3. Function to execute Though more than one function can be exported from the main handler file, we need to configure one function that should be triggered for processing the request. This allows the developer to have multiple entry points based on HTTP method/URL.

To upload the code, simply do a copy paste of the code to create a function portal. For more than one file, zip the contents and upload the file. Make sure, in the case of a ZIP file, there should be either an index.js file or a package.json file with the main file mentioned.

Any NPM module dependency should be mentioned in package.json. GCF attempts to install the modules mentioned in the package.json file during the first-time setup.

Lets create a simple handler to return a 200 status and some message. Create a function and add the following code to the source.

exports.httpServer = function httpServer(req, res) {
  res.status(200).send('Server is working');

Screenshot of the function being created

Once the function is created, Open the URL provided to trigger the function. It should respond like the following.

Screenshot of browser output "Server is working"

Now, let’s examine the req object in the logs. To view logs, GCF provides options right from the console. Click the the vertical dots and open the logs option.

Screenshot of opening the logs option

Now, let’s update the code to handle simple routes for /users.

The following code is used to handle a simple GET & POST request for the /users route:

exports.httpServer = function httpServer(req, res) {
  const path = req.path;
  switch(path) {
    case '/users':
      handleUsers(req, res);
      res.status(200).send('Server is working');

const handleUsers = (req, res) => {
  if (req.method === 'GET') {
    res.status(200).send('Listing users...');
  } else if (req.method === 'POST') {
    res.status(201).send('Creating User...')
  } else {

After updating, let’s test it in-browser now, but this time with /users at the end.

Screenshot of browser output "Listing users..."

That’s cool. We created a basic HTTP server with routing.

Operations & Debugging

If code were where the story ended, you wouldn’t be researching infrastructure options like serverless Node.js applications. Here’s a brief summary of how to take care of common tasks like deployment and debugging. Things Node.js developers already do for other applications.


Code for functions can be deployed in four ways.

  • Copy pasting the code in the console

  • Uploading a ZIP file

  • Deploying from the cloud storage bucket as a ZIP file

  • Deploying from the cloud source repository

The most convenient option is, obviously, deploying from a source repository.


While creating the function, Console provides the HTTP URL to trigger the function which is in the format: https://<region>-<project-id><function-name>

AWS Lambda’s function has cold start issues that makes the function execution take additional time to start up. Once started, the following executions will respond normally. This initial additional start-up time is referred as a cold start. Though we don’t have the official documentation for GCF related to this topic, the cold start issues didn’t show up during our testing.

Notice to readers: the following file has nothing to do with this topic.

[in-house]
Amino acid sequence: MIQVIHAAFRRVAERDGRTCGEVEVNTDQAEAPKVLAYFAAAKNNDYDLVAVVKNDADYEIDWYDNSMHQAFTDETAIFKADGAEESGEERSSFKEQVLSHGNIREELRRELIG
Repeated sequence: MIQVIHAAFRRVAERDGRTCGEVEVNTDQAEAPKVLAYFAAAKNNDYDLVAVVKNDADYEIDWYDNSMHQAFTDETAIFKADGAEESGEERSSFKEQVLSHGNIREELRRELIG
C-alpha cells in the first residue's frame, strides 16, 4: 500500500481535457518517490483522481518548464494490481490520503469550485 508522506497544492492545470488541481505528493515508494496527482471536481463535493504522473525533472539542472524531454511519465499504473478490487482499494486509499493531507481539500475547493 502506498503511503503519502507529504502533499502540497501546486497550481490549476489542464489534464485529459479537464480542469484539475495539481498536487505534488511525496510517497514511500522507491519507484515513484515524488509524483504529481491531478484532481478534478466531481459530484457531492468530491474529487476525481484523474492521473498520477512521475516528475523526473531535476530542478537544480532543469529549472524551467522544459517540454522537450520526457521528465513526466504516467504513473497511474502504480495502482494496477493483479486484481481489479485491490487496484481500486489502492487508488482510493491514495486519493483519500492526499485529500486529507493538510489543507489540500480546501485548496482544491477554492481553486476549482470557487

GCF integrates with the Stackdriver Logging service in Google Cloud. All console logs and errors will get logged here, and it helps debug code that is deployed already.


The console provides options to test the function by passing a JSON as input. The function will be called with JSON as the input and the output will be displayed in the console. The request (input) and response is similar to the Express.js framework and can be unit tested during the development process itself. If you need a refresher on Node.js testing, check out A Node.js Guide to Actually Doing Integration Tests

Limitations and Next Steps

Using serverless functions has its own advantages, It also comes with limitations

  • Vendor lock-in: It limits the code that we write to one particular service provider. Moving the code to another provider requires rewriting the code with significant efforts toward migration. As this can be a big issue, we should be very careful when choosing a service provider.

  • Limitations in the number of requests and hardware resources: Providers often limit the number of parallel requests that a function will handle at a time. There are memory restrictions as well. These types of restrictions can be bumped higher by speaking to the provider, but they will still exist.

Google Cloud Functions is maturing and improving a lot. It is still being improved and updated frequently, especially in the languages it can support. If you are planning to use Google Cloud functions, keep an eye on the changelogs to avoid any breaking changes in the implementation.

Further Reading on the Toptal Engineering Blog:

Understanding the basics

Serverless computing is an architectural style in which a code module is executed on demand when triggered by an action, such as an HTTP request. Serverless architecture is often coupled with a microservices style design where each module contains only a single action.

AWS Lambda and Google Cloud Functions (GCF) are both serverless computing providers. AWS Lambda provides support for more languages, triggers, and less maximum execution time. They work similarly but GCF is simpler to setup and use.